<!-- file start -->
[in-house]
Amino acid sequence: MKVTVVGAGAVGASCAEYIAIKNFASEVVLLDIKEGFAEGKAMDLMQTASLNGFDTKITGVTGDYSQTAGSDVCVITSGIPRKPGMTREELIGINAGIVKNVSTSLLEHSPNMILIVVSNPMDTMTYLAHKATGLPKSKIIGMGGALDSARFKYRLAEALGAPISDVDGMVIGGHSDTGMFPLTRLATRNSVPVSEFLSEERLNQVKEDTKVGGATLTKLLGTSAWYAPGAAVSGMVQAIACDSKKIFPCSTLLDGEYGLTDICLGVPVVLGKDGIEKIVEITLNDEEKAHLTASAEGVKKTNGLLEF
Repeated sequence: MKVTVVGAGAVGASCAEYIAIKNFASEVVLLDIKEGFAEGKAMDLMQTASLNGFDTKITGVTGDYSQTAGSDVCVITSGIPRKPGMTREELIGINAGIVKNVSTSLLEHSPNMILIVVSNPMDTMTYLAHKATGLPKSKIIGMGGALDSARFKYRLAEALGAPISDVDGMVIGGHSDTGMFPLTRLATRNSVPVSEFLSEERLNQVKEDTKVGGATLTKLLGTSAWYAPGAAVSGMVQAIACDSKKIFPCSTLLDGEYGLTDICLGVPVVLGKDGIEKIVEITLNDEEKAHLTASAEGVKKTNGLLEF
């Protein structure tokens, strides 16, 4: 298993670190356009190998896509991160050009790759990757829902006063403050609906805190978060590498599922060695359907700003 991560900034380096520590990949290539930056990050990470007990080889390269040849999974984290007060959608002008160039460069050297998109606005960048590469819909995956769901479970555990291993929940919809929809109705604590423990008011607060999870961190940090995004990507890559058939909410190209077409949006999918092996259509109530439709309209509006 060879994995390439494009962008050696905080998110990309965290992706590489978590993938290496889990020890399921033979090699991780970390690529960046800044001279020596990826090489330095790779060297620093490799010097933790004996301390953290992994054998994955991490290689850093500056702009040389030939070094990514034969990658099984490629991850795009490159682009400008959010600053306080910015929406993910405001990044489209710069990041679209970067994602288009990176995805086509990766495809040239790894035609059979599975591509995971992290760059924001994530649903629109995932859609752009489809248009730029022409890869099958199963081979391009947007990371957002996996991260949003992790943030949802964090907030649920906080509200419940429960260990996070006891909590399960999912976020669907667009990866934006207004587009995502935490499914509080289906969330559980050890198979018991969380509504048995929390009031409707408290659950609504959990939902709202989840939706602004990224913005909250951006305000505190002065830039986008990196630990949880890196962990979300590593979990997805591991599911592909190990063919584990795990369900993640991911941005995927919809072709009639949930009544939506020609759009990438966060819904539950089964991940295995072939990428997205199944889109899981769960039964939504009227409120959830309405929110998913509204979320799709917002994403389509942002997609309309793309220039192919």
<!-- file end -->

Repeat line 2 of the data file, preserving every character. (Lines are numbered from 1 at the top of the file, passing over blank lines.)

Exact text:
Amino acid sequence: MKVTVVGAGAVGASCAEYIAIKNFASEVVLLDIKEGFAEGKAMDLMQTASLNGFDTKITGVTGDYSQTAGSDVCVITSGIPRKPGMTREELIGINAGIVKNVSTSLLEHSPNMILIVVSNPMDTMTYLAHKATGLPKSKIIGMGGALDSARFKYRLAEALGAPISDVDGMVIGGHSDTGMFPLTRLATRNSVPVSEFLSEERLNQVKEDTKVGGATLTKLLGTSAWYAPGAAVSGMVQAIACDSKKIFPCSTLLDGEYGLTDICLGVPVVLGKDGIEKIVEITLNDEEKAHLTASAEGVKKTNGLLEF